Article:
Wambaugh at his most waspishly funny, on the unlikely subjects of a murdered Pennsylvania family of three, a double murder, some flimflamming Sears robberies, a $750,000 life-insurance seam, shoplifting—and a generally impotent Don Juan sworn to chastity. The Main Line Murder Case began in early summer 1979 and was carried forward by a team of police investigators who worked on it and it alone until early summer 1986—the longest single investigation in the history of American law enforcement. The case lasted so long that Sergeant Joseph VanNort of the Pennsylvania State Police, who masterminded it, died midway through. The mordant hilarity arises at the plot's boxes within boxes within a labyrinth and at the stunning illogicality of people whose minds spring from "an eggbeater held together with Krazy glue." One point of entry to the staggering story is the disintegration of Jay C. Smith and his family. Smith, an Army Reserve colonel with 27 years service, was also principal of Upper Merion Senior High and known among the faculty as the Prince of Darkness. He had fabulously repulsive eyes, containing layer upon layer of depravity, and as the case broadens, he earns every shiver of the reader's full-blown distaste. The despised Smith, some thought, "looked like an obscene phone call." Chemically dependent on something, he loved to switch on the school intercom and wooze out a fogbound fireside chat that might take up two class periods. His druggy daughter accused him of chemically inciting his wife's extremely rapid cancer. Then the daughter and her husband disappeared—maybe into Daddy's acid bath of his trash bags—and have not been seen since. Meanwhile, William Bradfield, an amorous English teacher with a crush on Ezra Pound, had so many women in his life, all of whom he balanced against each other, that his only way out seemed to be to murder one of them for profit. Aided by a miserable crew who revered him as a magnetic polymath, he enlisted Jay Smith as his major accomplice and together they murdered one mistress and her two kids—Bradfield was sole beneficiary of her gigantic insurance policy. Much of the actual dirty deeds are still hidden in mist, with no confessions and four bodies still unrecovered. Wambaugh charges ahead masterfully at 90 miles an hour and even manages to trim the lengthy trial proceedings to a lively pace.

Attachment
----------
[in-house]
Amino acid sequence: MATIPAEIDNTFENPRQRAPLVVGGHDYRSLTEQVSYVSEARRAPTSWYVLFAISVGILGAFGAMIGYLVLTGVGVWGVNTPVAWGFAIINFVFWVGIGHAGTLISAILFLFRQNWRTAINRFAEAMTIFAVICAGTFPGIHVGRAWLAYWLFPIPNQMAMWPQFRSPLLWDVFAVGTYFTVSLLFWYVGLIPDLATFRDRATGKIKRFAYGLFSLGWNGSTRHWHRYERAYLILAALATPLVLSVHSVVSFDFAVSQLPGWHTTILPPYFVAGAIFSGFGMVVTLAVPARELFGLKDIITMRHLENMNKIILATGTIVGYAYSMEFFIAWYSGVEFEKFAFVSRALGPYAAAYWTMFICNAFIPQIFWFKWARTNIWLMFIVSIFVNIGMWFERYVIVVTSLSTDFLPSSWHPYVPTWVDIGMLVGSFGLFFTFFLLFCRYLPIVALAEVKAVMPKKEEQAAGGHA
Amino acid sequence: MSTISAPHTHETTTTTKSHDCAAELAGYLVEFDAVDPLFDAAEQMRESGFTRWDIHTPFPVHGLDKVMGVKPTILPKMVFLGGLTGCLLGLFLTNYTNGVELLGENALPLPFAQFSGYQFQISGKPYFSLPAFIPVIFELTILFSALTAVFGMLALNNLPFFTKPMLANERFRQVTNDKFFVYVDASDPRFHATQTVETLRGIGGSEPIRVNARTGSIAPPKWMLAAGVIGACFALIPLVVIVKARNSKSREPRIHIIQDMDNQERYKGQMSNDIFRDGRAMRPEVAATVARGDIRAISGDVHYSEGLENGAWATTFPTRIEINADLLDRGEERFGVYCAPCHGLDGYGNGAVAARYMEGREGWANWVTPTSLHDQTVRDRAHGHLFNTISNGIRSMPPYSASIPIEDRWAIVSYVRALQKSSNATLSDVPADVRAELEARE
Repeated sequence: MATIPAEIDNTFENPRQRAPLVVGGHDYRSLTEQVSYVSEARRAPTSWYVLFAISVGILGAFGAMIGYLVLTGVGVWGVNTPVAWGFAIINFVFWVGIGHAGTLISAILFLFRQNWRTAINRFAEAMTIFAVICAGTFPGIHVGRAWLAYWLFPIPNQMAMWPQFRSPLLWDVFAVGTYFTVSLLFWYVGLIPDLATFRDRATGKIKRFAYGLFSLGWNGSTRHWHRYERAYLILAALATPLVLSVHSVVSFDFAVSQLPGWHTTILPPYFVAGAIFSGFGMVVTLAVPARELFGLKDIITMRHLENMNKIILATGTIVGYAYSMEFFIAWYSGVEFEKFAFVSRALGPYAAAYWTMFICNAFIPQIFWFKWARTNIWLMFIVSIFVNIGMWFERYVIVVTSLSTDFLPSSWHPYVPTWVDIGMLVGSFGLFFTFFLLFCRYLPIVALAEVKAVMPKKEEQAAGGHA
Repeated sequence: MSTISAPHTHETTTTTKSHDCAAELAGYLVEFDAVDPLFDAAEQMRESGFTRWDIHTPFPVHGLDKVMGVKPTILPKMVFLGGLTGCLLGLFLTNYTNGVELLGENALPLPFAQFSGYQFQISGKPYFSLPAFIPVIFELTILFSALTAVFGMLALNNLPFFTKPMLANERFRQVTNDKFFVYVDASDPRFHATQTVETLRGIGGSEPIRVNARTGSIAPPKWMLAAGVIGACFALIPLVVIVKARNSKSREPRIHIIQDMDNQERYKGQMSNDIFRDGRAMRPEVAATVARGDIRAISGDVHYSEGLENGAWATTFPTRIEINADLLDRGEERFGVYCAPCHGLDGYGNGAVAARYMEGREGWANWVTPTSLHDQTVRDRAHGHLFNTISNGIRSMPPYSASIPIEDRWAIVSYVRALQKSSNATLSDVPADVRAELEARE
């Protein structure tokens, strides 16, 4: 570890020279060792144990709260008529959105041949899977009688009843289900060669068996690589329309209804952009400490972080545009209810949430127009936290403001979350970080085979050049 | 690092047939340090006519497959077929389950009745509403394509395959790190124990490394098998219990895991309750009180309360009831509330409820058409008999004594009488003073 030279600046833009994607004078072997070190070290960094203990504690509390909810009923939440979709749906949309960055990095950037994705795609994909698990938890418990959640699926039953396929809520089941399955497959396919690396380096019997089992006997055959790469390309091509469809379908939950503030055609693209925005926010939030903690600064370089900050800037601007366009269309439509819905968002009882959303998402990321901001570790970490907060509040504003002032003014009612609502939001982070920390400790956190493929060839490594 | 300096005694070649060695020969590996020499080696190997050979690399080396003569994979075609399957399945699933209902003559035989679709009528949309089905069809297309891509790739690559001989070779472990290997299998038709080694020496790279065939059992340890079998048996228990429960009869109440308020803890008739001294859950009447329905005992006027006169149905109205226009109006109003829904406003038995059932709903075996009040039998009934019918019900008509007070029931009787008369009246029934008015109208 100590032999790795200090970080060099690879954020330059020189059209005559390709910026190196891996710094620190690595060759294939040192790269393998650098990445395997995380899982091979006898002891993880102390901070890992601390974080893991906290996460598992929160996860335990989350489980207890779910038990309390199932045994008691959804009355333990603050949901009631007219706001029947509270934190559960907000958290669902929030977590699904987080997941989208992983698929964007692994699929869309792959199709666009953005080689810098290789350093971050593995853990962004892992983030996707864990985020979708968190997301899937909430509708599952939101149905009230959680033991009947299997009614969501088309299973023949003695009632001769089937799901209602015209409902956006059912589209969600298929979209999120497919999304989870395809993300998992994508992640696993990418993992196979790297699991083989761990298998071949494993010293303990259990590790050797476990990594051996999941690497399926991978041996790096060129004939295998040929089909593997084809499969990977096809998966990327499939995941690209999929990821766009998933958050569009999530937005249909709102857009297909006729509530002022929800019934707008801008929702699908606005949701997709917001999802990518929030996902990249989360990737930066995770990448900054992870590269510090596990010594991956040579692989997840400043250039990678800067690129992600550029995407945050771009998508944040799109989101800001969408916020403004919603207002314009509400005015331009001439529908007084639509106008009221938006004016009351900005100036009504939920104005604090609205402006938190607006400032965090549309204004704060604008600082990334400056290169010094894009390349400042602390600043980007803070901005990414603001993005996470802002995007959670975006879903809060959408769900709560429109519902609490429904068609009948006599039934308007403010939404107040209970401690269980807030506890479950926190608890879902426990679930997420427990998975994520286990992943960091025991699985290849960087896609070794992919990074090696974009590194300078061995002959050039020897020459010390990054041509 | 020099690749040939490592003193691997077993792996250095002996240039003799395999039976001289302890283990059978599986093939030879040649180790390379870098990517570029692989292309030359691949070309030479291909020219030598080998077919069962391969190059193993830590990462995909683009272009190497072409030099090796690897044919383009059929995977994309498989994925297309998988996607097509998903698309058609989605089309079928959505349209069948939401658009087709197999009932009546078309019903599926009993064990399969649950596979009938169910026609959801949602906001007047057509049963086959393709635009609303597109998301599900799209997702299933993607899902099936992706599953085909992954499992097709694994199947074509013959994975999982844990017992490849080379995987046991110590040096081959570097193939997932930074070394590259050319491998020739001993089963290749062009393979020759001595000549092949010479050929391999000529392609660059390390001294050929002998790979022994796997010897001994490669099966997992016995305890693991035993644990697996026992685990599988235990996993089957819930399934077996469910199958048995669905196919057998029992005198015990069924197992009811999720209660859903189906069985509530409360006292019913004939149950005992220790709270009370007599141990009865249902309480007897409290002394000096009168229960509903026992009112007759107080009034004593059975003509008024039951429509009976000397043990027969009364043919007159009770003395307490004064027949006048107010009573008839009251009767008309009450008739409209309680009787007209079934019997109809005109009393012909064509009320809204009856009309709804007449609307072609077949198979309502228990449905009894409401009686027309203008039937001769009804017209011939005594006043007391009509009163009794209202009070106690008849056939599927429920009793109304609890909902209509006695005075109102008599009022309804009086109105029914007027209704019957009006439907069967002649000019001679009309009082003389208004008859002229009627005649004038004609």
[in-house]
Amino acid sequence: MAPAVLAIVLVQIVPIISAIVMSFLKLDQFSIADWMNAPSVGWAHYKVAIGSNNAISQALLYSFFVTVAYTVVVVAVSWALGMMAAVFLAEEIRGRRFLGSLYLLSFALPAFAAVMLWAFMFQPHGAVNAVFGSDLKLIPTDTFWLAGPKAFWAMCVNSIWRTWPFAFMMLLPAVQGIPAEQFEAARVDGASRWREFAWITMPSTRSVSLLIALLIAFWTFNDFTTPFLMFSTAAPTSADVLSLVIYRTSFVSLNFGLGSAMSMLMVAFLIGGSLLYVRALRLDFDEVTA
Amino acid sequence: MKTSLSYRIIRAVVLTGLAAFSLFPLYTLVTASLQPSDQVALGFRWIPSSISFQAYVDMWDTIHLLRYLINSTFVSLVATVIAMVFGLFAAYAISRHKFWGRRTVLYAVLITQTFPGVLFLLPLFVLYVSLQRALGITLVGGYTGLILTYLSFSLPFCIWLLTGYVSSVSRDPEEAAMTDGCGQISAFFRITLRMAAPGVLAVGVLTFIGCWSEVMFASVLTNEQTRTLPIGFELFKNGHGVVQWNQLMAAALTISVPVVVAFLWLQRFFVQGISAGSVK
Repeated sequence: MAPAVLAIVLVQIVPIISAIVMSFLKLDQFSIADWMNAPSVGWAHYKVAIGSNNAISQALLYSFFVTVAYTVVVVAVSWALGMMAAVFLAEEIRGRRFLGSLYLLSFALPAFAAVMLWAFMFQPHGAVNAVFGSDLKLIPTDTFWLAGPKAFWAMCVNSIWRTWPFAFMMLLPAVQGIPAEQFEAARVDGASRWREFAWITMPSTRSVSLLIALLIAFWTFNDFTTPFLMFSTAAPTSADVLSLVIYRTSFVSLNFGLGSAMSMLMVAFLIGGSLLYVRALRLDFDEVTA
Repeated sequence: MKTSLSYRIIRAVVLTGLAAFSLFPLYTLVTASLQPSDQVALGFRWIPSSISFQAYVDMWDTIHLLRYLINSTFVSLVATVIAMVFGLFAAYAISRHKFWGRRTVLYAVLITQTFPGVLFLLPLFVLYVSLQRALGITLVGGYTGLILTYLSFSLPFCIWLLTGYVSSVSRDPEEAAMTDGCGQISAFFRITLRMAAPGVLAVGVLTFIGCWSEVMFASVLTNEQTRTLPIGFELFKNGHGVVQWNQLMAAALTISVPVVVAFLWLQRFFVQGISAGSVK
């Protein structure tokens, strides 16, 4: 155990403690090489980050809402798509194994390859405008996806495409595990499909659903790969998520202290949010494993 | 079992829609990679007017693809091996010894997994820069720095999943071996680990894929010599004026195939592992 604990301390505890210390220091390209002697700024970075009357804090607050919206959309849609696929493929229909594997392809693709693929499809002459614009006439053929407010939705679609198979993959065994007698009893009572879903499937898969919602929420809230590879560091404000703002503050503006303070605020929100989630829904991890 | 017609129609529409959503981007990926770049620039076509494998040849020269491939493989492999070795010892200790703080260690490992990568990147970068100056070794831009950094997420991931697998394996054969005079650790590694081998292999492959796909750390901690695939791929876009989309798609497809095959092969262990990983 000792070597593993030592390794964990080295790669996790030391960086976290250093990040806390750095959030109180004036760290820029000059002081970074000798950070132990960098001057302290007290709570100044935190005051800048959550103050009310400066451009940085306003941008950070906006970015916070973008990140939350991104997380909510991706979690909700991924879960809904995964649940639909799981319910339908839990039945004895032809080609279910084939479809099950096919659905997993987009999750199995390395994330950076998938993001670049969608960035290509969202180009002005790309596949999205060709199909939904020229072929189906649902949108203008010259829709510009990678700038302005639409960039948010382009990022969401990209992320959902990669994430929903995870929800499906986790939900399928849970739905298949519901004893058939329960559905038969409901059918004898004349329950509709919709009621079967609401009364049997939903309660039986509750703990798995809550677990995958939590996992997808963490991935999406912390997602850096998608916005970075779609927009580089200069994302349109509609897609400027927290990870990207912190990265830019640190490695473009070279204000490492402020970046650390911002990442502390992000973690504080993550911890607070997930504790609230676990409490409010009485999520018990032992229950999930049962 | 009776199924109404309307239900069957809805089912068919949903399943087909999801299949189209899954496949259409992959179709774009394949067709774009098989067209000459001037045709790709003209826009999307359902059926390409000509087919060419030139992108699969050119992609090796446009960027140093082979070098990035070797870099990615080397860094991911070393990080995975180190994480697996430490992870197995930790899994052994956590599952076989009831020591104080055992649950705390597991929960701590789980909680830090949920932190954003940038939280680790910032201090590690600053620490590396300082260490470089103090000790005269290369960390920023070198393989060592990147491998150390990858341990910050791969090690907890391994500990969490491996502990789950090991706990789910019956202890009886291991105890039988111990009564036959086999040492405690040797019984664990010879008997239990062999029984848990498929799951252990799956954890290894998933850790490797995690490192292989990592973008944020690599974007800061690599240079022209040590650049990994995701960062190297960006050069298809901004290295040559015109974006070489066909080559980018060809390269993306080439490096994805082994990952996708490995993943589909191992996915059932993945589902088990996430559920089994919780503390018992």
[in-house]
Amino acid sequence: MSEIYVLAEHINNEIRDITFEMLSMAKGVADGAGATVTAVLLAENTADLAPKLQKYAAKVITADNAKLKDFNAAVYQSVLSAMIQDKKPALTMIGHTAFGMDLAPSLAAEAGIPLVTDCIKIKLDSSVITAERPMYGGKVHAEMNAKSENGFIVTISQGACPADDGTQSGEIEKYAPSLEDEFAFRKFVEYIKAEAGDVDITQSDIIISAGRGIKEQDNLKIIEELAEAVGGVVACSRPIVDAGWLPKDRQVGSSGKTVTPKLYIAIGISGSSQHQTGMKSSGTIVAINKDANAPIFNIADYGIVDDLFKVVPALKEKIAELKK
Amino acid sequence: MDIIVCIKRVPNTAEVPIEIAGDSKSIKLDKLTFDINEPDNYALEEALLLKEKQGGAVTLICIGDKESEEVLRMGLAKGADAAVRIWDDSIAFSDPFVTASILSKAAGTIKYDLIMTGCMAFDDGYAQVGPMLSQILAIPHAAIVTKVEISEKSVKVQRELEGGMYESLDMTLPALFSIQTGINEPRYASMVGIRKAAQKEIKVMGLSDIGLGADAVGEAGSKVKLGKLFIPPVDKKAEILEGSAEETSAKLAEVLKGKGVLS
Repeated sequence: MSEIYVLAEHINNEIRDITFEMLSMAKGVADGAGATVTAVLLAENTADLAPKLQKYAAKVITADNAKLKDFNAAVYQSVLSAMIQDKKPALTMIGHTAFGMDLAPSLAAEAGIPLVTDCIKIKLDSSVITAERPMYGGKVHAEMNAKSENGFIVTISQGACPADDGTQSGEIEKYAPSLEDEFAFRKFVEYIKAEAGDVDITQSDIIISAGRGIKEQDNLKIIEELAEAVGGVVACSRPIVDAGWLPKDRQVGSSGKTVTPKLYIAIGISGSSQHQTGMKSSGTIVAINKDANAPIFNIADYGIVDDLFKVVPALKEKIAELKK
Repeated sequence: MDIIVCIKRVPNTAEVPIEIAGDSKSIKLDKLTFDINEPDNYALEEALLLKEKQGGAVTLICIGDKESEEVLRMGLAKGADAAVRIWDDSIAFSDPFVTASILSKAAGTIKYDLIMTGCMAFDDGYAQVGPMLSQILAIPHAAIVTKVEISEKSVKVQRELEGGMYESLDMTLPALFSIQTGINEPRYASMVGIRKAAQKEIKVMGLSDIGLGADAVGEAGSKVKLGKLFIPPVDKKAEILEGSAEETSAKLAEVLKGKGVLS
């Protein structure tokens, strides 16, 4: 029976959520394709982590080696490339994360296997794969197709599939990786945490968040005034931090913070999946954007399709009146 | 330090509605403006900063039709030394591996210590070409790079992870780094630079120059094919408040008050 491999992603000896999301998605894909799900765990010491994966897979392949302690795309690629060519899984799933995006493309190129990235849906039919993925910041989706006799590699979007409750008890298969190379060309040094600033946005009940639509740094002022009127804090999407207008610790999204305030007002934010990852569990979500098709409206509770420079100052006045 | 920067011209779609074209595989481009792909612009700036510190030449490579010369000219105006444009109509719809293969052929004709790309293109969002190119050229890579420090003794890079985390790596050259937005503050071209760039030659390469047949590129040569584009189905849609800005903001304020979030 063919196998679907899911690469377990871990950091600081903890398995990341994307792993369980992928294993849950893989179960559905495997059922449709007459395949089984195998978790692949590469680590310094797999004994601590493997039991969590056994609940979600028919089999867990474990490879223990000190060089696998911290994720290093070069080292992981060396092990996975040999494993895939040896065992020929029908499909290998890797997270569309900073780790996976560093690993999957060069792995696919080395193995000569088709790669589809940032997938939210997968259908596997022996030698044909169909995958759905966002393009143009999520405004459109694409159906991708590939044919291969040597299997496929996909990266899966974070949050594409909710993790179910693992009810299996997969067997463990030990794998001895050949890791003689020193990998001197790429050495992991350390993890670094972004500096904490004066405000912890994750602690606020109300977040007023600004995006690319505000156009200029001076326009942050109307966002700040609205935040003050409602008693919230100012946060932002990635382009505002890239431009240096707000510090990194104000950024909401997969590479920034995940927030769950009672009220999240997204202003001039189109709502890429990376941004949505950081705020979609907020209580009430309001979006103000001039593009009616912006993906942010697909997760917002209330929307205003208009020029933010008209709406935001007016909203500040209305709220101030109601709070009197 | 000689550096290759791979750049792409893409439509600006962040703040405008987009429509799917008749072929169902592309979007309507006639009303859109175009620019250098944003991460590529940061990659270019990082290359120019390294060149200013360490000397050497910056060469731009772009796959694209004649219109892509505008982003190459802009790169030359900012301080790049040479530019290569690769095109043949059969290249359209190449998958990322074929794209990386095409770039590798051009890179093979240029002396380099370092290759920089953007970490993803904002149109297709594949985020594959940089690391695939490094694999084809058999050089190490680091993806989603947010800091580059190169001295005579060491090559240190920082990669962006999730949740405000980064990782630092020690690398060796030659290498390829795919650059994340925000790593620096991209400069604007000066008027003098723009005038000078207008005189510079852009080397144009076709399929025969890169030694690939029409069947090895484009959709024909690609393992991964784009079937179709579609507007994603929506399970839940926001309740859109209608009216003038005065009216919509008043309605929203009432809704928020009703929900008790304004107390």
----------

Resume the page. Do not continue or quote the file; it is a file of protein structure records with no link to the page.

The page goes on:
Pub Date: Feb. 16, 1986

ISBN: 0553269321

Page Count: 405

Publisher: Morrow/HarperCollins

Review Posted Online: April 11, 2012

Kirkus Reviews Issue: Jan. 15, 1986

Did you like this book?

No Comments Yet